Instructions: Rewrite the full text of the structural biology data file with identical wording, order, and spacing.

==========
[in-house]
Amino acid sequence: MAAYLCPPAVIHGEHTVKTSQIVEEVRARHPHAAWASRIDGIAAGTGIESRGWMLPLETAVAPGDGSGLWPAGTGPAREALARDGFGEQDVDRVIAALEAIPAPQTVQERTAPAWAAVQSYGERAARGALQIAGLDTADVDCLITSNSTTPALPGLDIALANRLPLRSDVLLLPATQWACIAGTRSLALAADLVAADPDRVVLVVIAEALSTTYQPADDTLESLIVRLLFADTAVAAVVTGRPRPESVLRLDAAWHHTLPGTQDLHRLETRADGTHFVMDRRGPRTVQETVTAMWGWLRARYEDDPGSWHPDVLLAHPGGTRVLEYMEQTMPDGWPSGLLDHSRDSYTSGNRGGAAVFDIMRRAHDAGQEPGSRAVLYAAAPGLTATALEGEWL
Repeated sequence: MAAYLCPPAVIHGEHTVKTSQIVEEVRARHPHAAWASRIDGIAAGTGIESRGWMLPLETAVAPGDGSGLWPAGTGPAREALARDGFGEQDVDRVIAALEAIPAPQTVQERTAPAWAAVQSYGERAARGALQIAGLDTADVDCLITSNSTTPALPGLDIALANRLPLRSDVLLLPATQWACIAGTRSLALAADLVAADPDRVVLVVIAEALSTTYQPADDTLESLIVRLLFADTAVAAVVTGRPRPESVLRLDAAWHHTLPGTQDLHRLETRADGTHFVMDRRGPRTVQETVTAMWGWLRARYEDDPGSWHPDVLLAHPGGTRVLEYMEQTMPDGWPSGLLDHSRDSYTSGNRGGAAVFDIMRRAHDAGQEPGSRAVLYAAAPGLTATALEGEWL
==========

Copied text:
[in-house]
Amino acid sequence: MAAYLCPPAVIHGEHTVKTSQIVEEVRARHPHAAWASRIDGIAAGTGIESRGWMLPLETAVAPGDGSGLWPAGTGPAREALARDGFGEQDVDRVIAALEAIPAPQTVQERTAPAWAAVQSYGERAARGALQIAGLDTADVDCLITSNSTTPALPGLDIALANRLPLRSDVLLLPATQWACIAGTRSLALAADLVAADPDRVVLVVIAEALSTTYQPADDTLESLIVRLLFADTAVAAVVTGRPRPESVLRLDAAWHHTLPGTQDLHRLETRADGTHFVMDRRGPRTVQETVTAMWGWLRARYEDDPGSWHPDVLLAHPGGTRVLEYMEQTMPDGWPSGLLDHSRDSYTSGNRGGAAVFDIMRRAHDAGQEPGSRAVLYAAAPGLTATALEGEWL
Repeated sequence: MAAYLCPPAVIHGEHTVKTSQIVEEVRARHPHAAWASRIDGIAAGTGIESRGWMLPLETAVAPGDGSGLWPAGTGPAREALARDGFGEQDVDRVIAALEAIPAPQTVQERTAPAWAAVQSYGERAARGALQIAGLDTADVDCLITSNSTTPALPGLDIALANRLPLRSDVLLLPATQWACIAGTRSLALAADLVAADPDRVVLVVIAEALSTTYQPADDTLESLIVRLLFADTAVAAVVTGRPRPESVLRLDAAWHHTLPGTQDLHRLETRADGTHFVMDRRGPRTVQETVTAMWGWLRARYEDDPGSWHPDVLLAHPGGTRVLEYMEQTMPDGWPSGLLDHSRDSYTSGNRGGAAVFDIMRRAHDAGQEPGSRAVLYAAAPGLTATALEGEWL